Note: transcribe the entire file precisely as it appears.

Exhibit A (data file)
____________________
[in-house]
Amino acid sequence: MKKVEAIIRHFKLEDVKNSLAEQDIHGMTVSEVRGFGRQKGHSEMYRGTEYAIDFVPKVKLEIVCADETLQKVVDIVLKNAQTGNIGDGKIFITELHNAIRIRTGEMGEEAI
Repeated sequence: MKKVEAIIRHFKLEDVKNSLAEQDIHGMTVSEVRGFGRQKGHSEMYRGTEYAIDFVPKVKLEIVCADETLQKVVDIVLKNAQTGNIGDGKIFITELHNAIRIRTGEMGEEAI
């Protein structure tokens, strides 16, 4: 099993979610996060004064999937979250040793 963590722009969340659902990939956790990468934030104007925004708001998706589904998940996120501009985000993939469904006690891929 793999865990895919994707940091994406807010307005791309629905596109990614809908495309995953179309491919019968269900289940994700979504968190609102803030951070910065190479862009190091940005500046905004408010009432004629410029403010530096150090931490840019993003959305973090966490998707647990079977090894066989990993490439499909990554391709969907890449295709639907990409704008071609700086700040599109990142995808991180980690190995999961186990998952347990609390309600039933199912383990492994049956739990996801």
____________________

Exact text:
[in-house]
Amino acid sequence: MKKVEAIIRHFKLEDVKNSLAEQDIHGMTVSEVRGFGRQKGHSEMYRGTEYAIDFVPKVKLEIVCADETLQKVVDIVLKNAQTGNIGDGKIFITELHNAIRIRTGEMGEEAI
Repeated sequence: MKKVEAIIRHFKLEDVKNSLAEQDIHGMTVSEVRGFGRQKGHSEMYRGTEYAIDFVPKVKLEIVCADETLQKVVDIVLKNAQTGNIGDGKIFITELHNAIRIRTGEMGEEAI
């Protein structure tokens, strides 16, 4: 099993979610996060004064999937979250040793 963590722009969340659902990939956790990468934030104007925004708001998706589904998940996120501009985000993939469904006690891929 793999865990895919994707940091994406807010307005791309629905596109990614809908495309995953179309491919019968269900289940994700979504968190609102803030951070910065190479862009190091940005500046905004408010009432004629410029403010530096150090931490840019993003959305973090966490998707647990079977090894066989990993490439499909990554391709969907890449295709639907990409704008071609700086700040599109990142995808991180980690190995999961186990998952347990609390309600039933199912383990492994049956739990996801």